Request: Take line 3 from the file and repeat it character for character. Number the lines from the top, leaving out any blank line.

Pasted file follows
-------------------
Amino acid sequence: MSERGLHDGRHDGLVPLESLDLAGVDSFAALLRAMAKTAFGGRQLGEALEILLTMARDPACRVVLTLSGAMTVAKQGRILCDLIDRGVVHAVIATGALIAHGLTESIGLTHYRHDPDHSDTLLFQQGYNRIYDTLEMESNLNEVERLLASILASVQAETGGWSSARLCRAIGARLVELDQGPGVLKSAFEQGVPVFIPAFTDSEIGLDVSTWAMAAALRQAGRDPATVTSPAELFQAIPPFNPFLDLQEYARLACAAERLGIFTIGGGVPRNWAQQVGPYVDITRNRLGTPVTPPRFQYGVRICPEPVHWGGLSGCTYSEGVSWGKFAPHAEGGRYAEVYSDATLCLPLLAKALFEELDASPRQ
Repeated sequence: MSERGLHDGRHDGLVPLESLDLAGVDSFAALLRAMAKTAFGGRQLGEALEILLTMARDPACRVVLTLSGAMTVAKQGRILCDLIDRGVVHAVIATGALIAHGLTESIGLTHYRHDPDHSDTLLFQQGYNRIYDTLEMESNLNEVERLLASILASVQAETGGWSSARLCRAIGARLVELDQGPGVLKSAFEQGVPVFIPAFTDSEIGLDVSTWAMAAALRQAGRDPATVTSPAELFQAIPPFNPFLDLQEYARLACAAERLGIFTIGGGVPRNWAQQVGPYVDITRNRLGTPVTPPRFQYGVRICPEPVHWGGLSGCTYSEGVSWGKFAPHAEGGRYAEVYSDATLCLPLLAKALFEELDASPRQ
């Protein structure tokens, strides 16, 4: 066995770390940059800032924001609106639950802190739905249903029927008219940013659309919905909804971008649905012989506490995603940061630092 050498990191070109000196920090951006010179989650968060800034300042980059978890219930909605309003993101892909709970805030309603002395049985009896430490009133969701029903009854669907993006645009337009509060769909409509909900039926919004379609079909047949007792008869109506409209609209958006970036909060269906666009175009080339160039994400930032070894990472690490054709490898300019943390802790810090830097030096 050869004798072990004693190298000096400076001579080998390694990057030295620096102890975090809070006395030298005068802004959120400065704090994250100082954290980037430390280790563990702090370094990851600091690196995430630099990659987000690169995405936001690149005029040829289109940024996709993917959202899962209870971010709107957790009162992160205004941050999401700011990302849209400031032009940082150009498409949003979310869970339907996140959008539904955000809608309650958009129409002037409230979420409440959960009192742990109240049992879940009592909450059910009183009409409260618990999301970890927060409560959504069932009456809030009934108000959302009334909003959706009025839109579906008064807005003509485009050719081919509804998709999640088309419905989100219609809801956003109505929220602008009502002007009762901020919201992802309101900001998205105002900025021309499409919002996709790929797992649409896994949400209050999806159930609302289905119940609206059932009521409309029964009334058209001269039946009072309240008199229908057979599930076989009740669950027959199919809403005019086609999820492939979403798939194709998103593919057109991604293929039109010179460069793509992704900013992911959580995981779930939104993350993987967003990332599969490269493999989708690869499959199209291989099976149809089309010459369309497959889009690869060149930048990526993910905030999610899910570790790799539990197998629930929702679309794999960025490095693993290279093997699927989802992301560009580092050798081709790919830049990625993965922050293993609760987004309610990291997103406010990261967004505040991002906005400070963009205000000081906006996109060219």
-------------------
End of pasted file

């Protein structure tokens, strides 16, 4: 066995770390940059800032924001609106639950802190739905249903029927008219940013659309919905909804971008649905012989506490995603940061630092 050498990191070109000196920090951006010179989650968060800034300042980059978890219930909605309003993101892909709970805030309603002395049985009896430490009133969701029903009854669907993006645009337009509060769909409509909900039926919004379609079909047949007792008869109506409209609209958006970036909060269906666009175009080339160039994400930032070894990472690490054709490898300019943390802790810090830097030096 050869004798072990004693190298000096400076001579080998390694990057030295620096102890975090809070006395030298005068802004959120400065704090994250100082954290980037430390280790563990702090370094990851600091690196995430630099990659987000690169995405936001690149005029040829289109940024996709993917959202899962209870971010709107957790009162992160205004941050999401700011990302849209400031032009940082150009498409949003979310869970339907996140959008539904955000809608309650958009129409002037409230979420409440959960009192742990109240049992879940009592909450059910009183009409409260618990999301970890927060409560959504069932009456809030009934108000959302009334909003959706009025839109579906008064807005003509485009050719081919509804998709999640088309419905989100219609809801956003109505929220602008009502002007009762901020919201992802309101900001998205105002900025021309499409919002996709790929797992649409896994949400209050999806159930609302289905119940609206059932009521409309029964009334058209001269039946009072309240008199229908057979599930076989009740669950027959199919809403005019086609999820492939979403798939194709998103593919057109991604293929039109010179460069793509992704900013992911959580995981779930939104993350993987967003990332599969490269493999989708690869499959199209291989099976149809089309010459369309497959889009690869060149930048990526993910905030999610899910570790790799539990197998629930929702679309794999960025490095693993290279093997699927989802992301560009580092050798081709790919830049990625993965922050293993609760987004309610990291997103406010990261967004505040991002906005400070963009205000000081906006996109060219």